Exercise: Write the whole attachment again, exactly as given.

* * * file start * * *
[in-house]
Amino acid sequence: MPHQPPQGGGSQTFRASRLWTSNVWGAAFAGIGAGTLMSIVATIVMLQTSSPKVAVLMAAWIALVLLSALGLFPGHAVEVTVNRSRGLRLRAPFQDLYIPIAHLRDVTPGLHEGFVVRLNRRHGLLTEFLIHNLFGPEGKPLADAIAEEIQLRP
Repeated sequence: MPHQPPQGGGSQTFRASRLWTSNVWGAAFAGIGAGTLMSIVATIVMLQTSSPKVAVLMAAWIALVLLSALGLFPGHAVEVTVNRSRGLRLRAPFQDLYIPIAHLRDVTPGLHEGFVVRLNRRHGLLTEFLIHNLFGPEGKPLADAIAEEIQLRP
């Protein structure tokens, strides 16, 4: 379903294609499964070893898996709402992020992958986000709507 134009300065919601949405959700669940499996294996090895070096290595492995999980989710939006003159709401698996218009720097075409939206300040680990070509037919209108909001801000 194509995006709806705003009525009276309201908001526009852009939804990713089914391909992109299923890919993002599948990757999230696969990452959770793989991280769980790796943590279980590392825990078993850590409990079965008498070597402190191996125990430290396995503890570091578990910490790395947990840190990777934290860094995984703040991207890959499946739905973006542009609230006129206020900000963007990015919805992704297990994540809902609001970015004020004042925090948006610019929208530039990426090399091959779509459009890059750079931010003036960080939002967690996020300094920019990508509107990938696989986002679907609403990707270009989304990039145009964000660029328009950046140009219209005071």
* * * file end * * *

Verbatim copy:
[in-house]
Amino acid sequence: MPHQPPQGGGSQTFRASRLWTSNVWGAAFAGIGAGTLMSIVATIVMLQTSSPKVAVLMAAWIALVLLSALGLFPGHAVEVTVNRSRGLRLRAPFQDLYIPIAHLRDVTPGLHEGFVVRLNRRHGLLTEFLIHNLFGPEGKPLADAIAEEIQLRP
Repeated sequence: MPHQPPQGGGSQTFRASRLWTSNVWGAAFAGIGAGTLMSIVATIVMLQTSSPKVAVLMAAWIALVLLSALGLFPGHAVEVTVNRSRGLRLRAPFQDLYIPIAHLRDVTPGLHEGFVVRLNRRHGLLTEFLIHNLFGPEGKPLADAIAEEIQLRP
């Protein structure tokens, strides 16, 4: 379903294609499964070893898996709402992020992958986000709507 134009300065919601949405959700669940499996294996090895070096290595492995999980989710939006003159709401698996218009720097075409939206300040680990070509037919209108909001801000 194509995006709806705003009525009276309201908001526009852009939804990713089914391909992109299923890919993002599948990757999230696969990452959770793989991280769980790796943590279980590392825990078993850590409990079965008498070597402190191996125990430290396995503890570091578990910490790395947990840190990777934290860094995984703040991207890959499946739905973006542009609230006129206020900000963007990015919805992704297990994540809902609001970015004020004042925090948006610019929208530039990426090399091959779509459009890059750079931010003036960080939002967690996020300094920019990508509107990938696989986002679907609403990707270009989304990039145009964000660029328009950046140009219209005071």